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The chief petty officer grade (E-7), unique to the Navy, was issued through executive order by President Benjamin Harris on April 1, 1893. This order formalized a tradition whereby the senior, most experienced, rated sailor was known as the "chief,” designated by the commanding officer as the one in charge of his peers.
U.S. Naval Forces Europe-Africa Fleet Master Chief Derrick Walters served as one of the pinning ceremony’s guest speakers. Along with taking the opportunity to thank all those who helped make this year’s challenging initiation possible, he also reinforced key leadership points to the participants as they embark on their new journey as newly accepted chief petty officers.
“Serve with honor and integrity on and off the battlefield,” said Walters. “Your actions hold an even higher level of consequence, not only for yourself, but also for the Navy and Chiefs Mess as a whole. When you don the anchors, you will have more freedom to maneuver but less room for error.”
Walters stressed the importance of continuing the leadership excellence these new chiefs have displayed so far in their military career.
“Remember, there will be times to lead, whether that is officers, fellow chiefs, or junior Sailors,” said Walters. “Equally as important, Chiefs must be willing to follow those same groups. Above all, never quit and always push yourself and your teammates to win.”
Capt. James Adkisson, Director of Integrated Fires, U.S. Naval Forces Europe-Africa and U.S. Sixth Fleet, congratulated the new chiefs and reminded them of the impact of being accepted. Adkisson enlisted in the Navy in 1983, ultimately reaching the rank of chief petty officer before receiving his commission in 1996 as a cryptologic warfare officer.
“Congratulations on this, your day of days, when you can proudly respond to the title chief,” said Adkisson. “As you will surely hear through the words of the creed, you have earned it, but the entitlement belongs to the many who have helped you achieve this honored, this lifelong acceptance to the ‘Mess’.”
During his speech, Adkisson used a small mason jar with a chief’s anchor inside that was full of salt water from a recent underway into the Black Sea to emphasize the connection Sailors have with naval tradition. He also recited an original poem his created specifically for the occasion.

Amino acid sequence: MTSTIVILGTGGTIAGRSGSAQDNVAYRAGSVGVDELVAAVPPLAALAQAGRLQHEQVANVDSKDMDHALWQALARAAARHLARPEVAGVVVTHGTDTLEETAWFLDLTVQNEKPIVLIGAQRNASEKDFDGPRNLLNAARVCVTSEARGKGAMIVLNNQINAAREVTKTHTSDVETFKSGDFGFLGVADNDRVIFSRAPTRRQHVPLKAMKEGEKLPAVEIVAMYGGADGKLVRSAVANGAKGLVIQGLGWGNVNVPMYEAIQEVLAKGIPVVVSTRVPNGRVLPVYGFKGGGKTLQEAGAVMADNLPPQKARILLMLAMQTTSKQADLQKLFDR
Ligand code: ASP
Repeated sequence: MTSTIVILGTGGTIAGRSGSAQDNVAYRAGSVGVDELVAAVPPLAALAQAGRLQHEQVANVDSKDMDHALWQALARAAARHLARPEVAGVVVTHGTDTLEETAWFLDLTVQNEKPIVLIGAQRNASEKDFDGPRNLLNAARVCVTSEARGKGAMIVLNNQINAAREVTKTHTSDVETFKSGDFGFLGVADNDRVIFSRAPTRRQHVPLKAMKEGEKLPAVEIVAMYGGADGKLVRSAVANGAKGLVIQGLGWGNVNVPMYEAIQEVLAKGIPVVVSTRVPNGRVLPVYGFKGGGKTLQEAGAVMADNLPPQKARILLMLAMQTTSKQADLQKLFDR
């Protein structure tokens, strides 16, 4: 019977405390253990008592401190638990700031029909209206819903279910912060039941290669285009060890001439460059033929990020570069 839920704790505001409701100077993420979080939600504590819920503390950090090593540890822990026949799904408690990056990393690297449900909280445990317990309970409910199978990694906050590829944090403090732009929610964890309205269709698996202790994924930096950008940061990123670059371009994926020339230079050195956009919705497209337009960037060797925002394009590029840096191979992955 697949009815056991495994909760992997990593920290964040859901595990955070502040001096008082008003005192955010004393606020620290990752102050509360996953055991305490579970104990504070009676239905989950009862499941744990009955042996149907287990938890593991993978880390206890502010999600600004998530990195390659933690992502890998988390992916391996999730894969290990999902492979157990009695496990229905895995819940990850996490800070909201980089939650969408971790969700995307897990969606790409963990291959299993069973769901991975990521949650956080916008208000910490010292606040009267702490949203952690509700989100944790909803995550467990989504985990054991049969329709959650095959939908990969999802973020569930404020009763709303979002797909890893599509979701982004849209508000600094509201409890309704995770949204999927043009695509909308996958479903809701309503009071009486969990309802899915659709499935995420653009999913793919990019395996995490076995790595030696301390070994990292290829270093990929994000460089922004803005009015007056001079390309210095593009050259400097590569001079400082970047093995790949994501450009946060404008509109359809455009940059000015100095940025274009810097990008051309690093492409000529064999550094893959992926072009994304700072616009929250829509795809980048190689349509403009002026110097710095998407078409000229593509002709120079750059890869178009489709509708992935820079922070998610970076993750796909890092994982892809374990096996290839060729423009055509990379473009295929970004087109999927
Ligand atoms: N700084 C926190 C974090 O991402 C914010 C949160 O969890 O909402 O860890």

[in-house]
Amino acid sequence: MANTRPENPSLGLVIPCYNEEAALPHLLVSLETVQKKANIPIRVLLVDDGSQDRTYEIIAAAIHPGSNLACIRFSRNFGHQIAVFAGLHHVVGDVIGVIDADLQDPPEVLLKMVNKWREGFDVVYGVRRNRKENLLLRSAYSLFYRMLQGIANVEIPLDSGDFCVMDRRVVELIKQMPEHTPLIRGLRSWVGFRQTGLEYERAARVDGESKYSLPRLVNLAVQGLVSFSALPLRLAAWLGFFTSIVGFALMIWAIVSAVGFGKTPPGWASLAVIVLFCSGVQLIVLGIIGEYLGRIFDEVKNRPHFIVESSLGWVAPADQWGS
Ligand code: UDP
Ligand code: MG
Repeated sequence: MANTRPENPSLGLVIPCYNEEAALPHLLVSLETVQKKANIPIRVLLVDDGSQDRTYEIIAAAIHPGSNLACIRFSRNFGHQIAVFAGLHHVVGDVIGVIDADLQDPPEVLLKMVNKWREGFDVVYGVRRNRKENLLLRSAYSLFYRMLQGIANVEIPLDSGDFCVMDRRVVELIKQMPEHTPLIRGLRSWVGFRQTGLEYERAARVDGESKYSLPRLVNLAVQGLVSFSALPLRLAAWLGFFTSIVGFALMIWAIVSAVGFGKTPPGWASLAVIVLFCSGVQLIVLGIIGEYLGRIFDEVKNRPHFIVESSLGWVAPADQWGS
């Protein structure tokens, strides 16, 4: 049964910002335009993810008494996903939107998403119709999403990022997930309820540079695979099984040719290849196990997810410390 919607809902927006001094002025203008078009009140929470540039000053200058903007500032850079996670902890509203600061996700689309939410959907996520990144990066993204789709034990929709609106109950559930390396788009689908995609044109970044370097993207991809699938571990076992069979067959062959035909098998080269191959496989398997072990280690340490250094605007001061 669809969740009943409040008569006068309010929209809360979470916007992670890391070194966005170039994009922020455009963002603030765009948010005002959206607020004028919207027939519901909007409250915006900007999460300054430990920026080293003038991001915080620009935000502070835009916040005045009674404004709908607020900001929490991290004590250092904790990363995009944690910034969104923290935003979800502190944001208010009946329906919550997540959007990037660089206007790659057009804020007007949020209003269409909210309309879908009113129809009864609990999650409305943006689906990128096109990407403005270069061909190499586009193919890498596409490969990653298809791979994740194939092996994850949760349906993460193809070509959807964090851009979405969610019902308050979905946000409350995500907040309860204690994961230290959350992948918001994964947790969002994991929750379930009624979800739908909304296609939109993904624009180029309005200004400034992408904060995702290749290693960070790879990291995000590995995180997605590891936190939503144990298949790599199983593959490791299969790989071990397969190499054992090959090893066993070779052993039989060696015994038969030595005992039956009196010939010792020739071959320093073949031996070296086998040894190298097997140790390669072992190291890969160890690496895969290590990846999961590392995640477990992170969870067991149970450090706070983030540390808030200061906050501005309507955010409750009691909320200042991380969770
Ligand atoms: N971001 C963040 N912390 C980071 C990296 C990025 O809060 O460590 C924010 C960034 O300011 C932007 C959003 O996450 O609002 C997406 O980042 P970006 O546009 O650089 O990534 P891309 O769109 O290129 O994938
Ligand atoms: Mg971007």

“I have taken a minor step – a charge if you will – to help you remember your climb up the hill,” said Adkisson “I have bathed your port side anchor in the depths of the Black Sea. It is my intention this gift rings you on the rise of adversity."
For the new chiefs, the ceremony marked the completion of a six-week induction process, often referred to as the “Season of Pride.” This induction culminated with CPO 365 Phase II training, which introduced new challenges designed to strengthen and enhance “deckplate” leadership.
One of this year’s newly pinned Chiefs, Yeoman Chief Luis Verdin, said the initiation process was incredibly valuable and eye-opening.
“Being inducted into the Mess is a feeling I can’t put into words,” said Verdin. “Even though I’ve worked incredibly hard in my career, it’s important to remember that I didn’t get here on my own and this ceremony isn’t about recognizing me or my individual accomplishments. It’s about honoring those who we’ve served with, made us better leaders, and helped us achieve things we didn’t think were possible.”
U.S. Sixth Fleet, headquartered in Naples, Italy, conducts the full spectrum of joint and naval operations, often in concert with allies, and interagency partners, in order to advance U.S. national interests and security and stability in Europe and Africa.
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